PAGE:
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Postscript: Why Principals Need Networks

Other principals can give you the leadership support you’ve been seeking.
By L. Earl Franks, Ed.D., CAE
Principal, May/June 2019. Volume 98, Number 5.

Do you believe that the focal point of a school is the child, and do you think that an educational program should help all children achieve their potential as contributing members of society? Do you believe that in providing the foundation for young Americans’ formal education, our elementary and middle schools must pursue excellence?

Do you accept the findings that the primary responsibility for the development of an effective educational program in each school is vested in the principal, as well as the associated challenges? Is your mission to serve as an advocate for children while striving to enhance your effectiveness in the supervision and administration of elementary and middle schools?

If you answered yes to these questions, the networks you gain through NAESP membership can help you elevate your leadership. Principals throughout the country rely on their connection with NAESP to grow their leadership. Here’s what some of your colleagues had to say about the professional networks they have been able to build through their participation:

  • John Quinn, principal of Clara Barton Elementary School in Oxford, Massachusetts, says that sometimes you need to be able to pick up the phone and call on a fellow principal and friend. “I’m going to the national conference [NAESP Pre-K–8 Principals Conference] this year in Spokane, Washington, to meet people and connect with friends that I have met over the past several years. The energy you get from the conference is electric. [I’ve] been a member for 17 years, and it’s amazing to hear the people I’ve connected with [tell] their stories, because we’re all going through the same things—we’re all dealing with children and their needs.”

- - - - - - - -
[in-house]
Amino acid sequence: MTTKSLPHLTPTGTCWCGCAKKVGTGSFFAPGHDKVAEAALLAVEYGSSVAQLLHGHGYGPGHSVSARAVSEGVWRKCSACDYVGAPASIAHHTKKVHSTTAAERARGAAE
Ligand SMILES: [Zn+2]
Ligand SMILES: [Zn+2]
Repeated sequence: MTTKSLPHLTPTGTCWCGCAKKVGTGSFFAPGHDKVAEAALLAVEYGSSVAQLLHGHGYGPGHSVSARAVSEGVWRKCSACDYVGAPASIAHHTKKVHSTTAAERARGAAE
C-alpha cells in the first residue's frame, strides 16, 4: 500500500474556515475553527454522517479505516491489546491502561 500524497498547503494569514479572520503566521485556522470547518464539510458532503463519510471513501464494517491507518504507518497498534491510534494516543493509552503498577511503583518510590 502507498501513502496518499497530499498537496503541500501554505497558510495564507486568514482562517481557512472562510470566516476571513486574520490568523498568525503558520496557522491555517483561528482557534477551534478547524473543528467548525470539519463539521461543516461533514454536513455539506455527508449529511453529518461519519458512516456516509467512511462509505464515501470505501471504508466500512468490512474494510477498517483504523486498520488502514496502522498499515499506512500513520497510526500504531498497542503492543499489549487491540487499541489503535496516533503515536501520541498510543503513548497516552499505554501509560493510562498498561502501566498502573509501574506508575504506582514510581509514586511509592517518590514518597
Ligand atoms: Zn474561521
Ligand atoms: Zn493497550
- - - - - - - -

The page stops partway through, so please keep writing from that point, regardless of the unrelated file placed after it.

• Janel Scurlock, assistant principal of Pinedale Elementary in Pinedale, Wyoming, says that as the only female principal in a rural school district, one of the bonuses of going to an NAESP conference is that “connecting with other women is really powerful. We all know [that leading a school] can be a little bit lonely; it helps me realize that I’m not alone to find other women who have the same struggles and the same successes. It provides you with resources beyond what you think about.”
  • Chad Frazier, principal of Eustis Heights Elementary School in Eustis, Florida, says he values the opportunity to collaborate with professionals from a variety of areas and situations. “I am a strong proponent of practicing what I preach, so being able to attend conference sessions and collaborate with people from different states who are in similar situations as my school—and very different ones, as well—is eye-​opening and helps to hone and build my leadership skills. Building leaders encourages teachers to get outside their classrooms and connect with other colleagues.”

It’s difficult to successfully serve your school community without the aid of a support network. Your relationships with other school leaders are vital to your well-being and success as a principal. Through NAESP membership, you will develop authentic, relevant, and high-impact professional relationships that can help you elevate your leadership.

L. Earl Franks, Ed.D., CAE, is executive director of NAESP.


Copyright © National Association of Elementary School Principals. No part of the articles in NAESP magazines, newsletters, or website may be reproduced in any medium without the permission of the National Association of Elementary School Principals. For more information, view NAESP's reprint policy.

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